• In 1994, however, Prodigy made a huge mistake by offering unlimited chat rooms with no extra fee. This meant very high traffic from users spending 8-10 hours in these rooms. Prodigy could not handle the expenses so it shut the chat service down.
  • Users showed their outrage with bumper stickers and t-shirts with anti-Prodigy messages. Hateful postings started appearing on other Bulletin Board Systems. To cover the skyrocketing costs, Prodigy increased its premium prices and introduced a per-minute fee on some of its services.
  • In 1997, Prodigy transformed into an ISP but they couldn’t survive the 1999 Y2K problems and finally closed down.

But in a nutshell, long before Hotwired, existed Prodigy which was the first online web service that offered a plethora of resources like news, weather, email communication services and the option to buy merchandise and groceries all under one roof. It also had—on the bottom of each page—an ad.

Before introducing the monthly subscription model, Advertising and e-shopping were the only ways for Prodigy to generate revenue for the company. The problem was that it interfered with the user experience, who were more interested in communicating with other members through their email service. This resulted in the invention of the first-ever ad blocker which basically came in the form of a little piece of plastic placed on the bottom of the screen, to block out the ads.

Coming back to Hotwired and the year 1994. The first banner ad to grace its site was by AT&T, who wanted to use it as a means to promote their new campaign “You will”. The ad was designed by the creative director Joe McCambley who worked for Modem Media, a digital agency.

With its catchy tag line, “Have you ever clicked your mouse right here? You will”, here is what that ad looked like:

First Banner Ad - Hotwired

When the users clicked on the ad they were taken on a virtual tour of seven of the world’s greatest museums. The thought behind this concept was to impress upon the users how AT&T could help them travel across time and space through the Internet.

The ad space was bought for three months at a price of $30,000. It produced a click-through rate of a whopping 44%.

  • 1994 was also the year when CompuServe and America Online introduced their web portal.
  • Marc Andreessen and Jim Clark start NetScape.
  • CMP’s Tech web—a site that provided information about computer and technology-related products—was launched with banner ads from AT&T, Tandem Computers Incorporation and MCI.
  • Vibe—Time Inc.’s culture magazine—received $20,000 from MCI communication for an ad on its homepage. Other sponsors of Vibe included AirWalk Footwear, Timex Corp, General Motors, Saturn and Jim Beam Brands Co for $20,000 a piece. 
Yahoo Screenshot 1995

In 1995, Yahoo transformed itself from just being a web directory to a commercial business, the same year in which they did the first keyword-based advertising.

  • Around the same time, AT&T and Saturn purchased banner ads on Pathfinder for $30,000 and a report from Forrester Research pegged the online ad spend at $37 million.
  • CBS launches its website.
  • Same year, an important change happened, Netscape and Infoseek changed their advertisement pricing model to CPM (Cost per Thousand Impressions) based.
  • August 1995: MSN online is launched by Microsoft.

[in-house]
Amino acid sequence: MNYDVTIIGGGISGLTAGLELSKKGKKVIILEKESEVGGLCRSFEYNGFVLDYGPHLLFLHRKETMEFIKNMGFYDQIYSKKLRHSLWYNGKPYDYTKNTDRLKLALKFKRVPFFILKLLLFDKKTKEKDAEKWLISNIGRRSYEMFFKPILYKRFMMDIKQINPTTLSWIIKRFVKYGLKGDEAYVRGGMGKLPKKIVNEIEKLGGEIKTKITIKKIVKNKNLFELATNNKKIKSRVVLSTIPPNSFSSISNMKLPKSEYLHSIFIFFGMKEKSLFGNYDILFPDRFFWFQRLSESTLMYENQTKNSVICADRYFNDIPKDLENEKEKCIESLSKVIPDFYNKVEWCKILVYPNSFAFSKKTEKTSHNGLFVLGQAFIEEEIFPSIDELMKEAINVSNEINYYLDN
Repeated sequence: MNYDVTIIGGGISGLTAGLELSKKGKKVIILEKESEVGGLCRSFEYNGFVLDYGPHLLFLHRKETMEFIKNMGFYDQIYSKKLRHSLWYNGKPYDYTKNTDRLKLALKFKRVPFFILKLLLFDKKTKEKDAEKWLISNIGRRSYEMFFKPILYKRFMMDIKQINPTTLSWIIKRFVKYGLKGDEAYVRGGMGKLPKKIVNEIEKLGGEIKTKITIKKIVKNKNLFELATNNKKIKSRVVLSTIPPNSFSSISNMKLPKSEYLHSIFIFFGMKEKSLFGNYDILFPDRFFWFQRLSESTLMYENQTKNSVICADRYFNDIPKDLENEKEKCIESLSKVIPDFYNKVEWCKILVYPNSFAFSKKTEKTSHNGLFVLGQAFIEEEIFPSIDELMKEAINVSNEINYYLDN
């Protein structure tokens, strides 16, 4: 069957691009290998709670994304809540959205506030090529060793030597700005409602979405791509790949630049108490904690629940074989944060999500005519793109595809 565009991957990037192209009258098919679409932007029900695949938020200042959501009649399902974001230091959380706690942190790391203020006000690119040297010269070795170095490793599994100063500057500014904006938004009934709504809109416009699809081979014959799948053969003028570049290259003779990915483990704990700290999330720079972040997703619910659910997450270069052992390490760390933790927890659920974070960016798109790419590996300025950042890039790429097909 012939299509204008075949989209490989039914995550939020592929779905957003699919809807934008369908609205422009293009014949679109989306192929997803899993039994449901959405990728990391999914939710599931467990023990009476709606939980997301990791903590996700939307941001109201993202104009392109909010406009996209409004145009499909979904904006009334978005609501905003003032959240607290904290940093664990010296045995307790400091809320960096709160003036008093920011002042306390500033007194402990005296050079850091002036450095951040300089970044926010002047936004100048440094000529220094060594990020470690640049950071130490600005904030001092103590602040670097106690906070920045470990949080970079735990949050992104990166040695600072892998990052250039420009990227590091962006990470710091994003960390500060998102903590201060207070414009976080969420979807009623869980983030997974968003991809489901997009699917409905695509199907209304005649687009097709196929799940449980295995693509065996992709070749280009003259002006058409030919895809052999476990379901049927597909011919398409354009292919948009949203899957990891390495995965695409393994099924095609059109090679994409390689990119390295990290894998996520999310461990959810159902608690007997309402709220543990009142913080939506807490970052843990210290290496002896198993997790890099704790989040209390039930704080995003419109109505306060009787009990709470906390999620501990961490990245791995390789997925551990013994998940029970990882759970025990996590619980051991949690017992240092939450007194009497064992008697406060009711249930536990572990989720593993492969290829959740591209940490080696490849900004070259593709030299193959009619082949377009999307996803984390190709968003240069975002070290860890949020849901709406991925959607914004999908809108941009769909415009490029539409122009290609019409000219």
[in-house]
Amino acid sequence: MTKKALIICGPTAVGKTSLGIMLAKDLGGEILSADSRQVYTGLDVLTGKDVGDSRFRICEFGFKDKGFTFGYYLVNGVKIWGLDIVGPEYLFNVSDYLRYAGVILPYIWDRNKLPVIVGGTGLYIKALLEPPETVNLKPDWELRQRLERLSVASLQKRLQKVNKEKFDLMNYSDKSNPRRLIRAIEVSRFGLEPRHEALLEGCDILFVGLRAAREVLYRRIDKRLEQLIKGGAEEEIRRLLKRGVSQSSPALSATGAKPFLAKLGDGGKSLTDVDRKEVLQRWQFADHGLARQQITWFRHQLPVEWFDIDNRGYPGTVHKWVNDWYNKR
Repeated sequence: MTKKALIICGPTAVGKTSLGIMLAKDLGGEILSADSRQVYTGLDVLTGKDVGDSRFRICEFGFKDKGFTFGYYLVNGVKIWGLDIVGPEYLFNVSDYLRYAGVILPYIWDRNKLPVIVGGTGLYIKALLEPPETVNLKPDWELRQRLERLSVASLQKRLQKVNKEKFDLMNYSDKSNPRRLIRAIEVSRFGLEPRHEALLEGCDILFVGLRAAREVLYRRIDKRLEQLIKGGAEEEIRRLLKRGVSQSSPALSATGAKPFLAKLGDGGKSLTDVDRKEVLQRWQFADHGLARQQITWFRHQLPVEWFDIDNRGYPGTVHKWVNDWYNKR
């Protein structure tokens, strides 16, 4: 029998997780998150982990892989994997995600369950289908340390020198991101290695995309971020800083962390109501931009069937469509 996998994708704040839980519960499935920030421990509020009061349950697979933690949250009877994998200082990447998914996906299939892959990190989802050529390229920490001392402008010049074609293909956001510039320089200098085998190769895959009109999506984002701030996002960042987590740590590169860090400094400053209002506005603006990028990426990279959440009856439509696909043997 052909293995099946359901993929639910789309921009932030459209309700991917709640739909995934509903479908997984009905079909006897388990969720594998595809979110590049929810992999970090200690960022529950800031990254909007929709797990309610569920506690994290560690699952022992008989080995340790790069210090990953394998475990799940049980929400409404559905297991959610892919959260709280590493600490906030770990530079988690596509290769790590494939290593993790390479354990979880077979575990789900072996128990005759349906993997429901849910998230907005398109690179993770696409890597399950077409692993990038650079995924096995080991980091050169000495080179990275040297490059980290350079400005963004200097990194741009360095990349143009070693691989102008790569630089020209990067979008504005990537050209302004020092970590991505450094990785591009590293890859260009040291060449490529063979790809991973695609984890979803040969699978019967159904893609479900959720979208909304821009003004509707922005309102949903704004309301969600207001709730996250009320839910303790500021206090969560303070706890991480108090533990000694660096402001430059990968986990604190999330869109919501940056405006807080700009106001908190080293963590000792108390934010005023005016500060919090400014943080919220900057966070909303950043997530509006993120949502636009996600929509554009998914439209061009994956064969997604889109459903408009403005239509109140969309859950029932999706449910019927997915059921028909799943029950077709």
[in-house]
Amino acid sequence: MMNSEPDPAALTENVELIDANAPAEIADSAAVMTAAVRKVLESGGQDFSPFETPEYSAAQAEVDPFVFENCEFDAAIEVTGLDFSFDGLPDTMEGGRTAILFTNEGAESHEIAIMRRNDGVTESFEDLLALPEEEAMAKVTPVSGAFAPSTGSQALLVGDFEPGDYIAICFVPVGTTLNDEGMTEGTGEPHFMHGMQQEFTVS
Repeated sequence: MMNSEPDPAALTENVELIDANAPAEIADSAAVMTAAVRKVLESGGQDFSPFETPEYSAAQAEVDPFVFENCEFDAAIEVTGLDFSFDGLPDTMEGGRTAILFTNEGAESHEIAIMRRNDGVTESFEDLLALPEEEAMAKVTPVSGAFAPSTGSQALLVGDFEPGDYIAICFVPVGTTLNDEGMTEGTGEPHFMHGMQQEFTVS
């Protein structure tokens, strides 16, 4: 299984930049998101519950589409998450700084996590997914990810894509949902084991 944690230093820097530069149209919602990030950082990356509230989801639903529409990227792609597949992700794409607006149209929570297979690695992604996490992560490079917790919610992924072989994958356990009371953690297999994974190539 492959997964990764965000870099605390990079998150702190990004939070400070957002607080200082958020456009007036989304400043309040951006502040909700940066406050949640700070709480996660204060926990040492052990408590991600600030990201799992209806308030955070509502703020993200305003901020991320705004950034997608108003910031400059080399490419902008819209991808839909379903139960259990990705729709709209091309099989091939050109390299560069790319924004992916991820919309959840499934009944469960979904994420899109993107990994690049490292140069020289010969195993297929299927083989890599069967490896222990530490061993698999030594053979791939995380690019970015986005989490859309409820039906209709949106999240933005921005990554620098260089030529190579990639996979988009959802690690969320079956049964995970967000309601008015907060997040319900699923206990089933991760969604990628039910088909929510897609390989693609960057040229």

• The Internet Advertising Council is assembled.
  • WebConnect, an advertising agency that helped with ad placement on internet, placed banner ads for the well-known Encyclopaedia – Britannica. Their ICS tracking system helped track impressions along with click-through rates. They did this by providing each of their clients with a password protected URL through which they could access their campaign details anytime. Along with that, unlike other agencies during that time which only placed ads on their network of websites, WebConnect was an open network, which means, depending on the nature of the advertisers’ website, they could place an ad on any site that best matched their user demographics. Their Site Price Index (SPI) tool showed the advertisers the cost of placing an ad on up to 140 sites. BrandROI tool helped capture the number of sales and inquiries from each ad. Their Web Index Site Evaluator (WISE) helped website owners, who accepted advertising, present sponsors with information about their site. The CustomView tool helped place frequency cap on the number of times an ad becomes visible to a user. This was created based on some studies which showed that after presenting a visitor the same ad 3 to 4 times, the chances of them clicking on it decreases significantly. This tool prevented “banner fatigue”.
  • In the same year (1995), ESPNET found 8 advertising sponsors bringing in contracts worth more than $1 million.
  • By the end of the year, more than 24 million adults in North America are online.


Doubleclick Screenshot 1997

Next major milestone in the banner ad industry was the launch of DoubleClick—an online ad-related-services providing agency—in 1996. This platform gave online advertising an entirely new perspective. Before DoubleClick, the ads were not organized or coordinated. Not only that, before its creation it was hard for websites to find parties interested in buying ad spaces.

DoubleClick not only created a way to track banner ads and consumer behaviour but it also helped track the ROI. The banner was a great way to produce revenue for the websites and DoubleClick themselves. It was around this time that the surge in the number of content websites, whose revenue was based on selling ad spaces, happened.